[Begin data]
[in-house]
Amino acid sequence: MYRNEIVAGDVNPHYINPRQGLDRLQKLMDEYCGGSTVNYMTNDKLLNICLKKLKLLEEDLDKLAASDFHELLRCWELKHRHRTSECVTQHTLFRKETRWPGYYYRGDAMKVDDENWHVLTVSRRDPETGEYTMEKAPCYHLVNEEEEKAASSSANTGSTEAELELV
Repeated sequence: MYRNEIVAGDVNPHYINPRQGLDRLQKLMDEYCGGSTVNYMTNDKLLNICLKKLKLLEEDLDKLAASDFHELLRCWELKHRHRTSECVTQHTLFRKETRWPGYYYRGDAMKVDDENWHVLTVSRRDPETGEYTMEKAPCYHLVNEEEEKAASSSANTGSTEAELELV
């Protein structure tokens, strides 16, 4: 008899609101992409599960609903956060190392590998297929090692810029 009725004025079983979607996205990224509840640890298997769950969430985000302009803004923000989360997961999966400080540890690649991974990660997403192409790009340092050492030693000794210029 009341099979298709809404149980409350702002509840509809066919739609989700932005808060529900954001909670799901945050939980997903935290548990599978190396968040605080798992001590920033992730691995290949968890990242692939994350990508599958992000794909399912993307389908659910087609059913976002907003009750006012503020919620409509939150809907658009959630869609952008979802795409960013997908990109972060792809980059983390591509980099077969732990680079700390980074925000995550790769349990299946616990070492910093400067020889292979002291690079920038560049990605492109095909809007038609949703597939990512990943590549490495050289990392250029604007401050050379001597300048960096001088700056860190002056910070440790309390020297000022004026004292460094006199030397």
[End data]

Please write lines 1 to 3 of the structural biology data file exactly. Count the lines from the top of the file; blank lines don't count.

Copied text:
[in-house]
Amino acid sequence: MYRNEIVAGDVNPHYINPRQGLDRLQKLMDEYCGGSTVNYMTNDKLLNICLKKLKLLEEDLDKLAASDFHELLRCWELKHRHRTSECVTQHTLFRKETRWPGYYYRGDAMKVDDENWHVLTVSRRDPETGEYTMEKAPCYHLVNEEEEKAASSSANTGSTEAELELV
Repeated sequence: MYRNEIVAGDVNPHYINPRQGLDRLQKLMDEYCGGSTVNYMTNDKLLNICLKKLKLLEEDLDKLAASDFHELLRCWELKHRHRTSECVTQHTLFRKETRWPGYYYRGDAMKVDDENWHVLTVSRRDPETGEYTMEKAPCYHLVNEEEEKAASSSANTGSTEAELELV